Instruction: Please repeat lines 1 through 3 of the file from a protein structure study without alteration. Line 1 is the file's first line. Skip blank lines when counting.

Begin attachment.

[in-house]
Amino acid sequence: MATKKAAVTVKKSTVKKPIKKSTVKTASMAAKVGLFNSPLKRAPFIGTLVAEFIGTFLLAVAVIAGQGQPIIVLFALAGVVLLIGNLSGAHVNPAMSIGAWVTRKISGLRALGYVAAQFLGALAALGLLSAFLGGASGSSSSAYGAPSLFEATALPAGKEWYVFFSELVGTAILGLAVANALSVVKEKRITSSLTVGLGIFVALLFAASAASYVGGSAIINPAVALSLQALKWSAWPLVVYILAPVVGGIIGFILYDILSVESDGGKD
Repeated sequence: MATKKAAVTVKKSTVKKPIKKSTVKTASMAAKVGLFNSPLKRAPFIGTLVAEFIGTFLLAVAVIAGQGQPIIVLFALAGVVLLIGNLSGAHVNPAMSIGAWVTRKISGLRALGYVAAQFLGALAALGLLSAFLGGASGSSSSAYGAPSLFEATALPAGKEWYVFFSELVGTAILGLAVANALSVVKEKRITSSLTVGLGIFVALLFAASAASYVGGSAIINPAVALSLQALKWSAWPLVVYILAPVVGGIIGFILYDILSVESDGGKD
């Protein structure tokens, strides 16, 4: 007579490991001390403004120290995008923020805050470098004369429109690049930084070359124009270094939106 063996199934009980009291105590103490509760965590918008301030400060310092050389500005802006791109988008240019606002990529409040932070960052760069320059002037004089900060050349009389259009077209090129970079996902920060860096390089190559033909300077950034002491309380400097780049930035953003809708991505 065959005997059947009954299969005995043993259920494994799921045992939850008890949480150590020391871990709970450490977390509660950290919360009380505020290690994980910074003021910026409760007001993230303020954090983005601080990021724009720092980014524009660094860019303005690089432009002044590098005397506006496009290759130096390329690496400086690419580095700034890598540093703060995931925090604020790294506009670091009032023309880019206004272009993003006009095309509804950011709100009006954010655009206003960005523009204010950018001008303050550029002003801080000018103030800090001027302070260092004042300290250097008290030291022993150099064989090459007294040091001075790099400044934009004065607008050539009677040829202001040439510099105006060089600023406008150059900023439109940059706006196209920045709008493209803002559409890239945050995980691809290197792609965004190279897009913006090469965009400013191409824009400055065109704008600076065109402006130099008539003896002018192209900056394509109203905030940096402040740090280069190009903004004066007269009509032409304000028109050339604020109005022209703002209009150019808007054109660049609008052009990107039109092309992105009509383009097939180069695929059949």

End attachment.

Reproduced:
[in-house]
Amino acid sequence: MATKKAAVTVKKSTVKKPIKKSTVKTASMAAKVGLFNSPLKRAPFIGTLVAEFIGTFLLAVAVIAGQGQPIIVLFALAGVVLLIGNLSGAHVNPAMSIGAWVTRKISGLRALGYVAAQFLGALAALGLLSAFLGGASGSSSSAYGAPSLFEATALPAGKEWYVFFSELVGTAILGLAVANALSVVKEKRITSSLTVGLGIFVALLFAASAASYVGGSAIINPAVALSLQALKWSAWPLVVYILAPVVGGIIGFILYDILSVESDGGKD
Repeated sequence: MATKKAAVTVKKSTVKKPIKKSTVKTASMAAKVGLFNSPLKRAPFIGTLVAEFIGTFLLAVAVIAGQGQPIIVLFALAGVVLLIGNLSGAHVNPAMSIGAWVTRKISGLRALGYVAAQFLGALAALGLLSAFLGGASGSSSSAYGAPSLFEATALPAGKEWYVFFSELVGTAILGLAVANALSVVKEKRITSSLTVGLGIFVALLFAASAASYVGGSAIINPAVALSLQALKWSAWPLVVYILAPVVGGIIGFILYDILSVESDGGKD